Five-Leaf Rose (1980) / Redux (2008) --- duration: 10’
Listen: Five-Leaf Rose-Stereo.mp3, Five-Leaf Rose-Stereo.aiff
Download: Five-Leaf Rose-Stereo.aiff.zip
Five-Leaf Rose was composed in 1980 and premiered at the 1980 International Computer Music Conference. The software for creating the piece consisted of two completely custom packages written in FORTRAN---one for the algorithmic composition and one for the sound synthesis. In 2008, I reconstructed the piece by translating the original FORTRAN programs into code for SuperCollider. The piece was originally conceived for 4-channels (best technology at the time) and so the 2008 version also upgraded the spatialization to 8 channels. Unlike most pieces, the spatial motion in Five-Leaf Rose is largely front to back. In the stereo version offered here, the front-back motion has been remapped to left-right.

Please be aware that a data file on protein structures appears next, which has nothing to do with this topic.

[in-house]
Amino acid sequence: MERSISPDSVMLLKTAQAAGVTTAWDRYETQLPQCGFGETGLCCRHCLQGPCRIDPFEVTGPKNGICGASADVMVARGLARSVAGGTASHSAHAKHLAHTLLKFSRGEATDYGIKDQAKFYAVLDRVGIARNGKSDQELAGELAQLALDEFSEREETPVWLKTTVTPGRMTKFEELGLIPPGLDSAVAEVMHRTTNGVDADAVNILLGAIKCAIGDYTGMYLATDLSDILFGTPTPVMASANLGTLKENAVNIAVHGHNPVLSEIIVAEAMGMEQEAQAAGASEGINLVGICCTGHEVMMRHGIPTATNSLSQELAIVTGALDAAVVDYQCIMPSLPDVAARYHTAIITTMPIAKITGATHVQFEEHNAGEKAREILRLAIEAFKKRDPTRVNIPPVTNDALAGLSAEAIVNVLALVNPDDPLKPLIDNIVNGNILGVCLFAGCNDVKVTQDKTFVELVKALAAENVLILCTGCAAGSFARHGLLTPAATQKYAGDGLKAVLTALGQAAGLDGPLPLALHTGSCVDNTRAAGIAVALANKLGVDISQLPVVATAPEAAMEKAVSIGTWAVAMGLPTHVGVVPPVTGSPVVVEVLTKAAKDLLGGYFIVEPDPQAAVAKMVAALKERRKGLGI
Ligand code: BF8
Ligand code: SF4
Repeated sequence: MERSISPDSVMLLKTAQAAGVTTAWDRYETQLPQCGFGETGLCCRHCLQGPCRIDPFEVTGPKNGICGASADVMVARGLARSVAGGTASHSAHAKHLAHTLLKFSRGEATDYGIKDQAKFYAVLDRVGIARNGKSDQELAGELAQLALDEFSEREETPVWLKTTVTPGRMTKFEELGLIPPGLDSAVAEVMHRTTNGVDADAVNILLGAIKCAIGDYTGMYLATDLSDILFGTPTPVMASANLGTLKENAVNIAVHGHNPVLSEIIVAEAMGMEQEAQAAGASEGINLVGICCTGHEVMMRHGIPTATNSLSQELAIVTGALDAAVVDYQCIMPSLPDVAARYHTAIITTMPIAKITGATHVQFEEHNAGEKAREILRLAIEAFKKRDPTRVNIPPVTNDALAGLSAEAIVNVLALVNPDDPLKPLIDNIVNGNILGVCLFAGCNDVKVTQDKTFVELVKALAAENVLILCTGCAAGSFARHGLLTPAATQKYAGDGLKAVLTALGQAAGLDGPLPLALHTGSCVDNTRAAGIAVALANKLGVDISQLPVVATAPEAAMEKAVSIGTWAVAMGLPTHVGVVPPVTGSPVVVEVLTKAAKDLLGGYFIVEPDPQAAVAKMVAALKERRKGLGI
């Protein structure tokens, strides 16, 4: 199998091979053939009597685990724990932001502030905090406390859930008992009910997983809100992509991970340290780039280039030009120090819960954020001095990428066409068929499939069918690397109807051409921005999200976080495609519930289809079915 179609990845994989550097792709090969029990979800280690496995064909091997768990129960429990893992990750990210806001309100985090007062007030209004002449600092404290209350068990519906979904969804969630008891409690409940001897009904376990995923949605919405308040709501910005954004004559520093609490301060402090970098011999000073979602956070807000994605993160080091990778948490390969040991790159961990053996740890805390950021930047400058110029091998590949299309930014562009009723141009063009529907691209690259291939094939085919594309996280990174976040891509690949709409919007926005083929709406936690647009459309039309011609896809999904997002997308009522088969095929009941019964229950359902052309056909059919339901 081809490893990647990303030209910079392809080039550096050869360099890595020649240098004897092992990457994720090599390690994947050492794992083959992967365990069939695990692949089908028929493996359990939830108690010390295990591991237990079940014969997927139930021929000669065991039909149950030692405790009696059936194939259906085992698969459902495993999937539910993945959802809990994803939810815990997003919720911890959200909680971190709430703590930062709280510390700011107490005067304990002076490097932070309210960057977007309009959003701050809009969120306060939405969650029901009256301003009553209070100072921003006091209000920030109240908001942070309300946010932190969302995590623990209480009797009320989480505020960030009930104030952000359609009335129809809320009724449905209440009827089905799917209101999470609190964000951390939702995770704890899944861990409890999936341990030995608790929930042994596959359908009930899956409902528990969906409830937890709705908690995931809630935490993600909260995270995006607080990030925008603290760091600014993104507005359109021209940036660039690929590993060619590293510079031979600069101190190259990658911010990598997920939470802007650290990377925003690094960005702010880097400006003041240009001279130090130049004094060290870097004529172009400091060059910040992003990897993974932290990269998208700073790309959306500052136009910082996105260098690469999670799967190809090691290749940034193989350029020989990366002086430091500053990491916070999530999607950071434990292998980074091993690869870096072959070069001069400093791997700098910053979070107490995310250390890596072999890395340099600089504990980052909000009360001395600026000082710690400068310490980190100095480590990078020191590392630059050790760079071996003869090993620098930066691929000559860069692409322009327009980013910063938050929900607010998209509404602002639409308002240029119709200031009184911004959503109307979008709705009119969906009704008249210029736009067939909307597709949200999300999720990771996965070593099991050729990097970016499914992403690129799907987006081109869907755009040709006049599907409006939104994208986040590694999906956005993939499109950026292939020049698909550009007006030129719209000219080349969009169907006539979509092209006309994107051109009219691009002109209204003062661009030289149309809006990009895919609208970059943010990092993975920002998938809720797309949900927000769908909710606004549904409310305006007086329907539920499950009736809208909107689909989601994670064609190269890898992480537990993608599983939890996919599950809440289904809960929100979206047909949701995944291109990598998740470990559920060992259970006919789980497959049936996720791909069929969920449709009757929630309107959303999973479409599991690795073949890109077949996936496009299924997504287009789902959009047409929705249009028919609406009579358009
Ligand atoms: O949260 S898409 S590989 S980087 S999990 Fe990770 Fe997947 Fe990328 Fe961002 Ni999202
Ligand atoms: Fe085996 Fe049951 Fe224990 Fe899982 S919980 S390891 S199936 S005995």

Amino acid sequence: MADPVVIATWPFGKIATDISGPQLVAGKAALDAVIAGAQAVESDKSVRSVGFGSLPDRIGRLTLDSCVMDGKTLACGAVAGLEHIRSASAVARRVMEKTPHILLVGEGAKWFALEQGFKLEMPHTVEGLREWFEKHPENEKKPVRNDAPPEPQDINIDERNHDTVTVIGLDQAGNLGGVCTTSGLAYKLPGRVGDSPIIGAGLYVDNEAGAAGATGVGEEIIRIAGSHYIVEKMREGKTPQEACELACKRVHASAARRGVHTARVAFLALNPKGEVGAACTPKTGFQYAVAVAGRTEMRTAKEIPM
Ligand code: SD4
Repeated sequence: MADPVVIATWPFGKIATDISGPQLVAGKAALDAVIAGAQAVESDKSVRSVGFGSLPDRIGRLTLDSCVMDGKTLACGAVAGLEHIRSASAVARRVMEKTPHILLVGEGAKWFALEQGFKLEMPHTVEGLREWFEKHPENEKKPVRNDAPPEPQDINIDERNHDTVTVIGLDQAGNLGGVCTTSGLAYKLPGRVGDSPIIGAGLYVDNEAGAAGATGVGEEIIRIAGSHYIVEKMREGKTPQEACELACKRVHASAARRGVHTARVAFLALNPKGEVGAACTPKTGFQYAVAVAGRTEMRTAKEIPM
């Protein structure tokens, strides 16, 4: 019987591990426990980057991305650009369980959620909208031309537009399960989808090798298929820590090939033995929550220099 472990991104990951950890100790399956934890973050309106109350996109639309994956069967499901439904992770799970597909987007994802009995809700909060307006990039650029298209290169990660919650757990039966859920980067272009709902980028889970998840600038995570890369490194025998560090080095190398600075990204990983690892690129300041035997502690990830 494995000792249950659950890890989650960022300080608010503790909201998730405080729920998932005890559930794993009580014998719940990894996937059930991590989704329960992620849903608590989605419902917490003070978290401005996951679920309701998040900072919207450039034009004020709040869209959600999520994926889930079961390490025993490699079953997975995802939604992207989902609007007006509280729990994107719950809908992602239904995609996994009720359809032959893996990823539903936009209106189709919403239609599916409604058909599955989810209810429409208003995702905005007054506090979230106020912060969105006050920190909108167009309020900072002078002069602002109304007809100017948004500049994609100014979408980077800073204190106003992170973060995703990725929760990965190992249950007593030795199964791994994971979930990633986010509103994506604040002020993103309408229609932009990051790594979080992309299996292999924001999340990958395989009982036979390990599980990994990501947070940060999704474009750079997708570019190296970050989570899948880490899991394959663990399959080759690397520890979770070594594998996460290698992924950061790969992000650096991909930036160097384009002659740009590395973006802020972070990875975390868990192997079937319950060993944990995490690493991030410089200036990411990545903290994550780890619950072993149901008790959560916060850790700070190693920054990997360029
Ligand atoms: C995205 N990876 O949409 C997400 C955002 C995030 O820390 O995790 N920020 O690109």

Five-Leaf Rose is organized in a unique way. Everything about the piece is based on a geometric figure---the five-leaf rose. The geometric figure provides a model by which the five sections have similar formal properties. All of the notes in the piece are arranged along the lines of this figure. The audience moves through the figure as the piece unfolds and the positions of the notes are associated with literal locations in space. There are six copies of every note and these run ahead and behind giving literal interpretation to the common metaphor that the future is ahead of us and the past is behind. A 1982 Computer Music Journal article describing the piece can be found here.